In the Lower town, there is the lovely Notre-Dame-des-Victoires church that was initially built between 1687 and 1723 and restored in 1816.  The church got its name of “victories” after the weather sunk the invading British fleet in 1711.  Together with previous victories, there was a strong belief that the prayers at the church were answered in the wars between French and the attacking British forces.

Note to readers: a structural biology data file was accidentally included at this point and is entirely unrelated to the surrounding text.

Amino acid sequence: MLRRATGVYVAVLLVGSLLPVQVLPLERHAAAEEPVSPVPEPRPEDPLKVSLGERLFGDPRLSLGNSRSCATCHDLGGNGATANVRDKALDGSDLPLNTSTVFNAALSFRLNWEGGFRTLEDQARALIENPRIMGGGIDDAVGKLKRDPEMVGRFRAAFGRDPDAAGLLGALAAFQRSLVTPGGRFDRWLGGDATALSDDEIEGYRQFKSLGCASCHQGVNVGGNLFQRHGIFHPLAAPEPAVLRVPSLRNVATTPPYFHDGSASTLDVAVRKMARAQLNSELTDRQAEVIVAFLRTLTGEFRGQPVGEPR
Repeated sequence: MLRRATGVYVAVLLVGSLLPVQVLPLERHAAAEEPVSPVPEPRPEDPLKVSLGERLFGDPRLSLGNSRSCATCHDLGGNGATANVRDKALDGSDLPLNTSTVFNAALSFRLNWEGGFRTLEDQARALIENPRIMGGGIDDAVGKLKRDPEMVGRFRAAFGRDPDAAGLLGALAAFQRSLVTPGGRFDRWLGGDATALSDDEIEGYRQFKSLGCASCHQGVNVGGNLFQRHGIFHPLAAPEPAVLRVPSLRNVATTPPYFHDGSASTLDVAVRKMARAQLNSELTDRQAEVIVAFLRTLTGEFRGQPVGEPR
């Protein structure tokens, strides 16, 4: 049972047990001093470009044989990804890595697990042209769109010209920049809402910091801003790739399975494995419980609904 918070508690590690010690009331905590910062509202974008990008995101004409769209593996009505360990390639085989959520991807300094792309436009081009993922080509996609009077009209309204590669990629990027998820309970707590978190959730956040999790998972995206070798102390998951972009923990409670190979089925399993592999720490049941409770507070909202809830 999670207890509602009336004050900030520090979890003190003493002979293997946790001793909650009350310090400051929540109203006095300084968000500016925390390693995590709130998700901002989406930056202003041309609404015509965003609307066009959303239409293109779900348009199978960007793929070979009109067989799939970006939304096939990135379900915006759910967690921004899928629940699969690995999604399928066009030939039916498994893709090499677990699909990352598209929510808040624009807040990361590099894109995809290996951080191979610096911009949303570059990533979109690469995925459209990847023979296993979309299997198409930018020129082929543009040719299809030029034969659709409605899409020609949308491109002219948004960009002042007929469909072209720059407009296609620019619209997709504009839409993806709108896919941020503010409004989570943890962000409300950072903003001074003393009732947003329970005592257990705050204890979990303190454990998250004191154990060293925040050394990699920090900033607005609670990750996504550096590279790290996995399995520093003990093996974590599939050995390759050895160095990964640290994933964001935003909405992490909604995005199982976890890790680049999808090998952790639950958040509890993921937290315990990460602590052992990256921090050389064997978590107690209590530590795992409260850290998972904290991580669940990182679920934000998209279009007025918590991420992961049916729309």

Of course we know from the history books that French’s luck ran out in 1759 when British launched a surprise attack after 3 months of bombardment and siege of Old Quebec.  British and French forces of less than 10,000 men in total from both sides met and fought on the Plains of Abraham, right outside of the old city wall.  In 30 minutes, the decisive battle of the Plains of Abraham was over and French was defeated.  The battle while small in scale marks the beginning of the end of French colonization in North America and the later day unique cultural and political issue of Quebec.  When the Seven Years' War (of which the Battle of Quebec or the battle of the Plains of Abraham is a part) was concluded with the treaties of Hubertusburg and Paris in 1763, France ceded its territories in Canada (and several others) to British who in return promised the religious freedom of its new Catholic subjects.  Since then Great Britan became the most dominant colonial power for the ensuing two centuries.  One can only wonder if the outcome would be different if French won the battle of the Plains of Abraham?  What would America and Canada be like today then?